#SOLSC17: Laughter and Kids

When I was young, eons and yes, decades ago, I remember a TV show called “Kids Say the Darnedest Things” that was hosted by Art Linkletter.  If you’ve never seen it, here’s a three minute clip that even includes the most perfect advice for the first action of a President!

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Kids Say the Darnedest Things 2017:  Episode One

Scene:  Dinner in a Mexican Restaurant (8 pm in Knoxville, Iowa)

Cast of Characters Present:

  • Great Aunt Sherry;
  • Great Uncle Wayne and Great Aunt Amy and daughter;
  • my son, my daughter-in-law, my grandson;
  • 10 year old great nephew and 5 year old great niece Nya
  • and me.

(Don’t you love all those greats – it just tells you that there’s a bit of age in this group!)

Back Story:  The great nephew and niece and I have been having “adventures” for about 10 hours that included:  lunch, visiting Grandma, shopping, swimming, ice cream, math homework, reading, Disney Junior channel, football video game, Nya napping, the arrival of my son’s family and then “hanging out” while other family members had “TASKS”.

Action:

We negotiate drinks, ordering from the menu, and food arrival.  In the midst of eating, five year old Nya pronounces:

“When I am old and have kids,

I’m going to come visit you!”

We snicker, shed a few tears, and laugh out loud.

A five year old.

Wise beyond her years.

And who knows who the “YOU” was as we represented Florida, Ankeny, Unionville, and Kentucky!  (Won’t that visiting be fun!)

What does this five-year old know about family?  

What will she be ready to learn in kindergarten next year?


Kids Say the Darnedest Things 2017:  Episode Two

Scene:  Tables and chairs in breakfast area of hotel (approx. 10 a.m.) on Sunday

Cast of Characters Present: 

  • Mothers, Fathers,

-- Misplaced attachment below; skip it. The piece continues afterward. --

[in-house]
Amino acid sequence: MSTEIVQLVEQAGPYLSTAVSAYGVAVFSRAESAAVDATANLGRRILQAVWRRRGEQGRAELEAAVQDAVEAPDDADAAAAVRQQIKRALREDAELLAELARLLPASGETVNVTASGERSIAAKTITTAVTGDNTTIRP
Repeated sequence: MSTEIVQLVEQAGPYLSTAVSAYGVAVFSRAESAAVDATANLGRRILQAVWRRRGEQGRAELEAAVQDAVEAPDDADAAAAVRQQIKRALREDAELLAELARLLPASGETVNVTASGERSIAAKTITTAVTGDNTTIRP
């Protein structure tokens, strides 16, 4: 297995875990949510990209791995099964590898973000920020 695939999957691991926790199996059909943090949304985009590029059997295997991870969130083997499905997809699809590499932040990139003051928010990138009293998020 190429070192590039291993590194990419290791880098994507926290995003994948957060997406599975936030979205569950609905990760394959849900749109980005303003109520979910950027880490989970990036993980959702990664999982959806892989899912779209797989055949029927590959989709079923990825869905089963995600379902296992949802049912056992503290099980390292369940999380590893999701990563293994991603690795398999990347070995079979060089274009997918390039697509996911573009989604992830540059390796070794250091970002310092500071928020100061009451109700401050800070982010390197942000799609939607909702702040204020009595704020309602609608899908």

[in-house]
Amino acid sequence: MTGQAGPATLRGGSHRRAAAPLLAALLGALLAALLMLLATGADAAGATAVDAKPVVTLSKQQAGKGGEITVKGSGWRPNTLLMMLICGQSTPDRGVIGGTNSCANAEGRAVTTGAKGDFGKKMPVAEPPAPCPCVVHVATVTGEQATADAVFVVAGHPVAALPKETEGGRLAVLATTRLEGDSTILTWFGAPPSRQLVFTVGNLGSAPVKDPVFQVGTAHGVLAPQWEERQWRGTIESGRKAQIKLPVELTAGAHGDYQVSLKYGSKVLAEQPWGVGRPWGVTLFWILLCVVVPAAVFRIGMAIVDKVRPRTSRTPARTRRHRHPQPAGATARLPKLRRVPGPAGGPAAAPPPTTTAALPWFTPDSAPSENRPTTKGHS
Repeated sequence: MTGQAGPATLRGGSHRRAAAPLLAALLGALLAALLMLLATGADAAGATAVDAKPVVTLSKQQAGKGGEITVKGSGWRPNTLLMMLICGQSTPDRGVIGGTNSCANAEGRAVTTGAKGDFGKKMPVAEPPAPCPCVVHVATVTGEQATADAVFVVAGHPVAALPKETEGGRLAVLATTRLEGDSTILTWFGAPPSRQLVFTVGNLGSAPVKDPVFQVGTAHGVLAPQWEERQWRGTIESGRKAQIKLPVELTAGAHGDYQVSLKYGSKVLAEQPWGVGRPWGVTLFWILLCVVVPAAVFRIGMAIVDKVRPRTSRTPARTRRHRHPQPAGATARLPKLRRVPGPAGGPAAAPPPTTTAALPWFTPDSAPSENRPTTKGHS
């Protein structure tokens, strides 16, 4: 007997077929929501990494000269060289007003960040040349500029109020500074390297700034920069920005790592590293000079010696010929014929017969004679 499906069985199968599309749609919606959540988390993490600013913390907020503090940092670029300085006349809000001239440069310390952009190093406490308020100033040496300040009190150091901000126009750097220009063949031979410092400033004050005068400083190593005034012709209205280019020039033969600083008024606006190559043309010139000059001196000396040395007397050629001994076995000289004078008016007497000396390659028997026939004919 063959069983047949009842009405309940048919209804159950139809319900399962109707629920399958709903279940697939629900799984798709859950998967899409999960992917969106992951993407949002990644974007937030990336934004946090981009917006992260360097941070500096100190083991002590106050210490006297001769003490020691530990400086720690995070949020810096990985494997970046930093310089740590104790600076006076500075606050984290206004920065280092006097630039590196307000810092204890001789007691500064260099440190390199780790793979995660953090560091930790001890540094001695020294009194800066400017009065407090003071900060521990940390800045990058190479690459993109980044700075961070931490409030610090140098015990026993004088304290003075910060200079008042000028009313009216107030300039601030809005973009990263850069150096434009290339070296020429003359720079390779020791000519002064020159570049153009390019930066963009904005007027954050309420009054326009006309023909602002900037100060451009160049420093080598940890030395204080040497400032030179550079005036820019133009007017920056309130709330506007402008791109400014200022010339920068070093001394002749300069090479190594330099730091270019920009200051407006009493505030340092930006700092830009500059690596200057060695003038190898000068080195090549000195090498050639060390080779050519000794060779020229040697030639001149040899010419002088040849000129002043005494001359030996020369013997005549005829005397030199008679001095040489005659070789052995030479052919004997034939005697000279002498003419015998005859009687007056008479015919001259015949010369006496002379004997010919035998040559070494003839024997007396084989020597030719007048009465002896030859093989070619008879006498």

• Brothers, Sisters,
  • Cousins,
  • Nieces, Nephews,
  • Great Nieces, Nephews,
  • Great Aunts, Great Uncles
  • and me, also a Grandmother!

Back Story:

Breakfast is over. Great Grandma Mary and Grandma Pat have been here and have left for Sunday Mass. Various configurations of groups eating breakfast, visiting, eating have occurred depending upon the arrival time in the breakfast area.

Action:

I’m sitting on a chair, nearest the edge of the tables that can see down the length of the hallway.  My grandson takes a few steps down the hall way and flattens against the wall.  I lean out and say, “peek-a-boo”. Without a word he sidles about three steps farther down the hall and then looks at me AGAIN!

I lean out and say, “peek-a-boo”. Without a word he sidles about four steps farther down the hall and then looks at me AGAIN!

I lean out and say, “peek-a-boo”. Without a word he sidles about four steps farther down the hall and then slips into the small concession area!

I watch for about 10 seconds.  His head does NOT pop back out.  I quietly walk down the hall, peer around the corner, and check to see what he is doing. I say “peek-a-boo”.

He looks up, comes over to me, takes my hand and leads me down the hall.  He stops next to the chair I was sitting on.  He points to my chair with his index finger and says,

“Sit. Chair.”

He lets go of my hand and stands there waiting until I sit down.  And then my grandson takes a few steps down the hall way and flattens against the wall.  I lean out and say, “peek-a-boo”. Without a word he sidles about three steps farther down the hall and then looks at me AGAIN!

I lean out and say, “peek-a-boo”. Without a word he sidles about four steps farther down the hall and then looks at me AGAIN!

I lean out and say, “peek-a-boo”. Without a word he sidles about four steps farther down the hall and then slips into the small concession area!

I watch for about 10 seconds.  His head does NOT pop back out.  I quietly walk down the hall, peer around the corner, and check to see what he is doing. I say “peek-a-boo”.

He looks up, comes over to me, takes my hand and leads me down the hall.  He stops next to the chair I was sitting on.  He points to my chair with his index finger and says a little louder and slower,